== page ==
In a McCain campaign conference call with reporters this morning, Randy Scheunemann, senior foreign-policy adviser to Sen. John McCain, took a question from The
In a McCain campaign conference call with reporters this morning, Randy Scheunemann, senior foreign-policy adviser to Sen. John McCain, took a question from The Washington Post’s Jonathan Weisman about how McCain can hold fast to his anti-timeline position in the face of opposition from the Iraqi government:
Q: I realize you guys want to talk about the surge, but I have to ask how Sen. McCain can maintain a position against timelines for withdrawal when the elected Iraqi government has now said, in three or four different ways and even in writing on their Website, that they want timelines for withdrawal and they want most combat forces out of the country by 2010?
Randy Scheunemann: Sen. McCain has always said two things would determine his approach to force levels in Iraq: the advice of commanders on the ground and the security situation on the ground. Sen. Obama reiterated again this morning that Gen. [David] Petraeus feels strongly that there should be no timetable, and Sen. Obama continues to stubbornly disagree with the commander that has had such success in the surge.
With regard to the Iraqi government position — the clearest explanation of that was, on Friday, in a joint statement with President Bush and [Iraqi] Prime Minister [Nouri al-] Maliki, making clear that any withdrawal, further withdrawal, of U.S. forces be based on critical conditions on the ground, including: the nature of the enemy and enemy activity [and the] security situation and the ability of Iraqi security forces to provide for their own security. I think there have been a number of statements from the prime minister and others about the hope that combat forces can be withdrawn by the end of 2010. But I would also point out that the government has made clear in a variety ways that that’s on the expectation of continued improvement in the security situation, and continuing improvement in the capability of Iraqi security forces to provide for their own security.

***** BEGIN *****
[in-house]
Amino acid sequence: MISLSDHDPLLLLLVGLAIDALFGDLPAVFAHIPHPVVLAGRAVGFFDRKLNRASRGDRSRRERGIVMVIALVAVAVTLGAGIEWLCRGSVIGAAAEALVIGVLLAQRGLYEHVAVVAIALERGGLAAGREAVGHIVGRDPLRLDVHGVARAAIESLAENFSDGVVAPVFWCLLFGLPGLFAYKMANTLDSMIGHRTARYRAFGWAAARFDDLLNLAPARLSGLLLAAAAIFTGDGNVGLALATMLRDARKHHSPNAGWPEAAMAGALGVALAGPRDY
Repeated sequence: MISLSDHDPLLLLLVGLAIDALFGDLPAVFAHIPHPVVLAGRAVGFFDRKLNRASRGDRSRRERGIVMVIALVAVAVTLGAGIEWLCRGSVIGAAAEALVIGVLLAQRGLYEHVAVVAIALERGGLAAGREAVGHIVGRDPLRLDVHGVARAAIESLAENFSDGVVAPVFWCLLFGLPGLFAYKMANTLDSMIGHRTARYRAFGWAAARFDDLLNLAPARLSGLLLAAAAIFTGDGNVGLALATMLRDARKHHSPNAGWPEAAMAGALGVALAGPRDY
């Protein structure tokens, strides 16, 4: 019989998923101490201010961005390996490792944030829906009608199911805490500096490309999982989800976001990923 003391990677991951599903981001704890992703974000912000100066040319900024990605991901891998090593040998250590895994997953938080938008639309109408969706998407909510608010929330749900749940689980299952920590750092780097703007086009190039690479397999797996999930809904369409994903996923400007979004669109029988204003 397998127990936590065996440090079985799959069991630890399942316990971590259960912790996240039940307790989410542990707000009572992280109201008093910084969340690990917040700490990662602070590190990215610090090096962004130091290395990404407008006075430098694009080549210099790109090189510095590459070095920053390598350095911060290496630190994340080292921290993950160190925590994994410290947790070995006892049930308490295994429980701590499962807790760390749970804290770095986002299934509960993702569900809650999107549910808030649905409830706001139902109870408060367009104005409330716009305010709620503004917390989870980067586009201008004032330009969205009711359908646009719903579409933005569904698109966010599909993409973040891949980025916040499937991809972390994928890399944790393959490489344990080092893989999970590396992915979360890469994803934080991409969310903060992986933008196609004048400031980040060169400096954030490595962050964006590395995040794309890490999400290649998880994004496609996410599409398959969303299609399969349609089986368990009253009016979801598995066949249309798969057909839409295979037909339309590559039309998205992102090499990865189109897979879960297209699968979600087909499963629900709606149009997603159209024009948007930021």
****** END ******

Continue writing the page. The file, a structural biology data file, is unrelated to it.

So, in making his decisions about whether or not to withdraw U.S. forces from Iraq, McCain will pay attention to American military commanders and the security situation. The wishes of the sovereign, democratically-elected government of Iraq — at the invitation of which, supposedly, we remain in its country — do not factor into the equation. Nor, for that matter, do the wishes of a majority of Americans.
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